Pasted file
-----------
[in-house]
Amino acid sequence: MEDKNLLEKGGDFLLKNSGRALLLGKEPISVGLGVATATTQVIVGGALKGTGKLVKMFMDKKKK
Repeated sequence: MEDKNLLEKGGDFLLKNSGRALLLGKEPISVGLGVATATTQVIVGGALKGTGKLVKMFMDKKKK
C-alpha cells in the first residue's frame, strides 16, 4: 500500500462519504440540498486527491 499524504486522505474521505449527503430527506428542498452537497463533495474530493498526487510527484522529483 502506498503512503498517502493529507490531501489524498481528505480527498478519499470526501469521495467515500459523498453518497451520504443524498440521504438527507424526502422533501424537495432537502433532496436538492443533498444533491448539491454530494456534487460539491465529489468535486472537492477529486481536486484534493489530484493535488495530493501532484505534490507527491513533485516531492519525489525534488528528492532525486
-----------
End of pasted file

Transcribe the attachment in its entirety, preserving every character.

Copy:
[in-house]
Amino acid sequence: MEDKNLLEKGGDFLLKNSGRALLLGKEPISVGLGVATATTQVIVGGALKGTGKLVKMFMDKKKK
Repeated sequence: MEDKNLLEKGGDFLLKNSGRALLLGKEPISVGLGVATATTQVIVGGALKGTGKLVKMFMDKKKK
C-alpha cells in the first residue's frame, strides 16, 4: 500500500462519504440540498486527491 499524504486522505474521505449527503430527506428542498452537497463533495474530493498526487510527484522529483 502506498503512503498517502493529507490531501489524498481528505480527498478519499470526501469521495467515500459523498453518497451520504443524498440521504438527507424526502422533501424537495432537502433532496436538492443533498444533491448539491454530494456534487460539491465529489468535486472537492477529486481536486484534493489530484493535488495530493501532484505534490507527491513533485516531492519525489525534488528528492532525486